Hillside Strangler Angelo Buono Jr. was sentenced today to...


LOS ANGELES -- Hillside Strangler Angelo Buono Jr. was sentenced today to life in prison without the possibility of parole for the murders of nine young women and girls in a string of sex slayings that terrorized the city six years ago.

The same jury that convicted Buono of the murders returned the life sentence after one hour of deliberations.


Prosecutors told the jury that death was the only appropriate punishment for Buono, the mass murderer whose 'dark deeds of night' frightened the nation's third largest city.

The jury spent more than two years listening to testimony in the longest criminal trial in U.S. history.

Prosecutors Roger Boren and Michael Nash told jurors Thursday it was their duty to condemn the former Glendale, Calif., upholsterer to death for the killing spree of the winter of 1977-78.

'Not to impose the death penalty simply cheapens the lives of these girls,' Boren said, adding the victims were tortured and many were young.

The murders committed by Buono, 50, and his cousin, Kenneth Bianchi, were 'worse than animal behavior,' Boren said. 'Animals don't torture.'

Merely keeping Buono off the streets is 'too small a price to pay,' Nash said, and described the lives of some of the victims.


'Lauren Wagner never got the career she wanted. Kimberly Martin never had the chance to have a child,' Nash said.

'The most appropriate punishment in this case, the only thing that's right in this case, is putting him to death for the dark deeds of night he committed,' Boren said.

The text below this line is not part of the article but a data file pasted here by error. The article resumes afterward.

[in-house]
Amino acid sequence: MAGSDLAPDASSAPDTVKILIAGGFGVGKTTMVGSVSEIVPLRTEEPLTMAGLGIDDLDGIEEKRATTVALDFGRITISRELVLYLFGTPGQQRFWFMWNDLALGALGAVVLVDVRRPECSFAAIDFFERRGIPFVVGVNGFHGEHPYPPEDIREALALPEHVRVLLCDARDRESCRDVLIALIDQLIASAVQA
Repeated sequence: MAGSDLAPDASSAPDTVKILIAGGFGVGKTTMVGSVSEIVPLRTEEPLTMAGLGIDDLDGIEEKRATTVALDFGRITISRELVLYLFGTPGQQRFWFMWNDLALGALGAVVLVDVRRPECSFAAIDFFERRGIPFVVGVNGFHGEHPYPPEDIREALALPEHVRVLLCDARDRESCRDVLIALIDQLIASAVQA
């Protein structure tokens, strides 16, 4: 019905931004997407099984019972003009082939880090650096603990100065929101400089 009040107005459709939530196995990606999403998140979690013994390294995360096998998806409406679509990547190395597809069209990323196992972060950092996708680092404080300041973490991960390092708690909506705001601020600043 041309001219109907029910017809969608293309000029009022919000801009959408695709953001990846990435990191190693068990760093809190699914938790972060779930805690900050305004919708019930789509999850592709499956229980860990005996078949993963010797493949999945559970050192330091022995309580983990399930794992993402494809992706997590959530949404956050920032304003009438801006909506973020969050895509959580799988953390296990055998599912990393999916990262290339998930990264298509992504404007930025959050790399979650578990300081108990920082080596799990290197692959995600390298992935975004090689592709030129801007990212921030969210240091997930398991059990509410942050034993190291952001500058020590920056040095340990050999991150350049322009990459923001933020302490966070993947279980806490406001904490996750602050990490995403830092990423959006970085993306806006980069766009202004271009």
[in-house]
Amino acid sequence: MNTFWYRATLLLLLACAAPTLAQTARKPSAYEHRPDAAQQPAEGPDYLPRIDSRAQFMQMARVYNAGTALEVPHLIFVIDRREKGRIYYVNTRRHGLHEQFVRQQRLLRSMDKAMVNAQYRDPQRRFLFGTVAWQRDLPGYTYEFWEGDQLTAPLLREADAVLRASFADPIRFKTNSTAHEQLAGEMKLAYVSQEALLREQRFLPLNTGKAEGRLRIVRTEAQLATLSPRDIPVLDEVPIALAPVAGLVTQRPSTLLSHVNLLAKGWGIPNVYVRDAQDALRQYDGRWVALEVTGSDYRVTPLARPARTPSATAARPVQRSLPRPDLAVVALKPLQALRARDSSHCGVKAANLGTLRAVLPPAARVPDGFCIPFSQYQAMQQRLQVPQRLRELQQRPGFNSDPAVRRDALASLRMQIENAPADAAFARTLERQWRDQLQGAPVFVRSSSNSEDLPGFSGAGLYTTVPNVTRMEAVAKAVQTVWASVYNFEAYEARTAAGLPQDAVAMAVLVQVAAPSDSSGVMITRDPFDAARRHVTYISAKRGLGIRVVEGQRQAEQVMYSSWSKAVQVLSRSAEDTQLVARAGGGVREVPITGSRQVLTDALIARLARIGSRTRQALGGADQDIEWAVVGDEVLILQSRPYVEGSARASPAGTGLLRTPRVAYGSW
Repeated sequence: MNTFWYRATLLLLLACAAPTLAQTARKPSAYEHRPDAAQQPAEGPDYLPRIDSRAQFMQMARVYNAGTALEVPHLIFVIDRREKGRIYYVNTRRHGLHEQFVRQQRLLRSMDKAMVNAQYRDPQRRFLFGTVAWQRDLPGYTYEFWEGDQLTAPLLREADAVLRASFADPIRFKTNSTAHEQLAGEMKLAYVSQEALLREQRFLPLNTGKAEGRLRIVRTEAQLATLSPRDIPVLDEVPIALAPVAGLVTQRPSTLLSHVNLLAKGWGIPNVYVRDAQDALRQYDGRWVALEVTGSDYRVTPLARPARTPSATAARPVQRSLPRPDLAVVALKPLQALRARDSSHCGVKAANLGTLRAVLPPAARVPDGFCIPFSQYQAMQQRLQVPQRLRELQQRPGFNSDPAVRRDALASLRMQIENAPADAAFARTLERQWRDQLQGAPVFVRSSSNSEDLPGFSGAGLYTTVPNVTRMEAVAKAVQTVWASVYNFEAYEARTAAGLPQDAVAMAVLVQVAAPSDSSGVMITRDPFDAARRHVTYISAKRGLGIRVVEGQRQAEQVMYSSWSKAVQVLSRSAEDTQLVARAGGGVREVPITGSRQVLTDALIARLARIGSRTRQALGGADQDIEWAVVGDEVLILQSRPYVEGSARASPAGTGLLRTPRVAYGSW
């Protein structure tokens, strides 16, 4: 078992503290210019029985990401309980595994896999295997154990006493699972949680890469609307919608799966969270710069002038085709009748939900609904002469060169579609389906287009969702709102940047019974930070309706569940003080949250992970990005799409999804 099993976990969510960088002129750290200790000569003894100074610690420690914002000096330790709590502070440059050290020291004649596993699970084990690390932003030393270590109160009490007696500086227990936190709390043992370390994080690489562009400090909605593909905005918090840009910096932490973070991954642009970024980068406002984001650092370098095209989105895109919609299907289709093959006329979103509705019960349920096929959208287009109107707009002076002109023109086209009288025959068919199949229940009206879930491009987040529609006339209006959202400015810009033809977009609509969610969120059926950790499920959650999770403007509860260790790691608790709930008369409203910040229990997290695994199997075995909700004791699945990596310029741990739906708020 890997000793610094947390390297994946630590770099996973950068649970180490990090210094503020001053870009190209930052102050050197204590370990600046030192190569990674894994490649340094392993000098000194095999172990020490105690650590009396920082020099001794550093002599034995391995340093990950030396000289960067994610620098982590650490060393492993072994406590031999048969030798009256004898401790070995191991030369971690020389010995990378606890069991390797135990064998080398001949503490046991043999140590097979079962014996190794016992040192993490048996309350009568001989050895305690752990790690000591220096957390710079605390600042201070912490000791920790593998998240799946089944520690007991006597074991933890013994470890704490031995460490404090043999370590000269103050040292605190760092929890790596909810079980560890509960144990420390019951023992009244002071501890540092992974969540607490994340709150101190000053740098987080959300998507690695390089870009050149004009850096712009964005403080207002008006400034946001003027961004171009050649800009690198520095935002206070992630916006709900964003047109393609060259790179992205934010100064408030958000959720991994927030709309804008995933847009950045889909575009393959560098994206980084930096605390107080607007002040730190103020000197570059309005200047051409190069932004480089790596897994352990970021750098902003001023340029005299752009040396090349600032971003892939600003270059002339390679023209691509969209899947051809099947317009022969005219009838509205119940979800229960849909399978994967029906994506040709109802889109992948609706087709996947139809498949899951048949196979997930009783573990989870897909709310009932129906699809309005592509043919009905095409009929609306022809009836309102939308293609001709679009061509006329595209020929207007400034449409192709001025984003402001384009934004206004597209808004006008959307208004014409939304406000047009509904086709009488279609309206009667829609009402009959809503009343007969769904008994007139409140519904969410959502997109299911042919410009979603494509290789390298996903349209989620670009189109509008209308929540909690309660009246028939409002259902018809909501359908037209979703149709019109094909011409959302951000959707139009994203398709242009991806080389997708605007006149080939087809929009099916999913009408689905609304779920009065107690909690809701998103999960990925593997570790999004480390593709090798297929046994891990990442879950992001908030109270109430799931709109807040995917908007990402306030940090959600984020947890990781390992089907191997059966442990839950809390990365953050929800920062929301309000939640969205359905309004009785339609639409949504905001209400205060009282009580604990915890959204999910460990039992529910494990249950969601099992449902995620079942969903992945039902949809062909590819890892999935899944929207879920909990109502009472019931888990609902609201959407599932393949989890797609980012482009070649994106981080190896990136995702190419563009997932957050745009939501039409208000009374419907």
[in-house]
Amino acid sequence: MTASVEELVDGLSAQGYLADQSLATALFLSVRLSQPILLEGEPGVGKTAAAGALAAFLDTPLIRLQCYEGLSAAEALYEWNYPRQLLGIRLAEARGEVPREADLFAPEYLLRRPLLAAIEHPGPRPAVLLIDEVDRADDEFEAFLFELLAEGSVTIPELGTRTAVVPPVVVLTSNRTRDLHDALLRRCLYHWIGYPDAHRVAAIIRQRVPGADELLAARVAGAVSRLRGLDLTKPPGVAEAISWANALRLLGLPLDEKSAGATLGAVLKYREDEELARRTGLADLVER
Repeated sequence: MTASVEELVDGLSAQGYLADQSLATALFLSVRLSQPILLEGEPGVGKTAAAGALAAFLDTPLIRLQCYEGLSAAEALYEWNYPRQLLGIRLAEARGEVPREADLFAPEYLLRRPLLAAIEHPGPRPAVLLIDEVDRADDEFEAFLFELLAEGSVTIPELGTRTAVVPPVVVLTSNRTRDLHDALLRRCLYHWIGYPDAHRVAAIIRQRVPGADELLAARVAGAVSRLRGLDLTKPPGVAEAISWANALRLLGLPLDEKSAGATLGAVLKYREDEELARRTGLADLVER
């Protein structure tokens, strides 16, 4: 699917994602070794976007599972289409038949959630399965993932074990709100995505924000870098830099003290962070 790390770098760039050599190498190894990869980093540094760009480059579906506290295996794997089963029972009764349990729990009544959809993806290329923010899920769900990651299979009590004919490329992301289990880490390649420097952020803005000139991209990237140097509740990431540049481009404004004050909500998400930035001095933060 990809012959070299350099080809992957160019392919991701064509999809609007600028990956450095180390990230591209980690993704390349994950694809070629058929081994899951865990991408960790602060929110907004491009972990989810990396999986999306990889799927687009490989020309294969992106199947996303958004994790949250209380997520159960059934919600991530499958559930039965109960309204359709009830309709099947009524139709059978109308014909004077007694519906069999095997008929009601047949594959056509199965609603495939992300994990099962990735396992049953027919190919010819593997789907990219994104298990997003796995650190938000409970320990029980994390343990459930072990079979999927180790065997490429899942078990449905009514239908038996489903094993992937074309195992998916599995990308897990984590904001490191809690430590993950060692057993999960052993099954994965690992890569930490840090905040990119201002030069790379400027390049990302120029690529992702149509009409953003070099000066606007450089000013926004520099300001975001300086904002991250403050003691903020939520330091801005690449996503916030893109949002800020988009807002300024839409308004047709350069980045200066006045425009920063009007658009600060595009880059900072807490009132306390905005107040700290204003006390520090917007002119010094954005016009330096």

Defense attorney Gerald Chaleff, however, told the jurors they had a choice of penalties.

'The law tells you, you do not have to impose the death penalty,' he insisted.

He also said Buono should not be given a harsher sentence than Bianchi, who pleaded guilty and got a life prison term in exchange for testimony.

'The state made a deal with the devil (Bianchi) and Mr. Buono was the devil's due,' Chaleff said.

Earlier Thursday, outside the presence of the jury, Buono stood before Judge George and complained: 'My moral and civil rights have been violated. I will not and I won't take part in these proceedings.'

Defense attorneys called 10 character witnesses for Buono, including his sister who described how he cared for their mother who was dying of cancer the same year as the killings.

The prosecution called one witness Thursday to rebut defense claims that Buono was a non-violent person.


Stillman Sorrentino, 48, who was convicted of assault with intent to commit murder in 1978, said he was a boyhood friend of Buono's and recalled that 'he talked about rape ... all the time.'

The jury heard nearly 400 witnesses and viewed 1,800 exhibits before deciding, in a series of verdicts returned over several days, that Buono helped commit nine of the 10 slayings.

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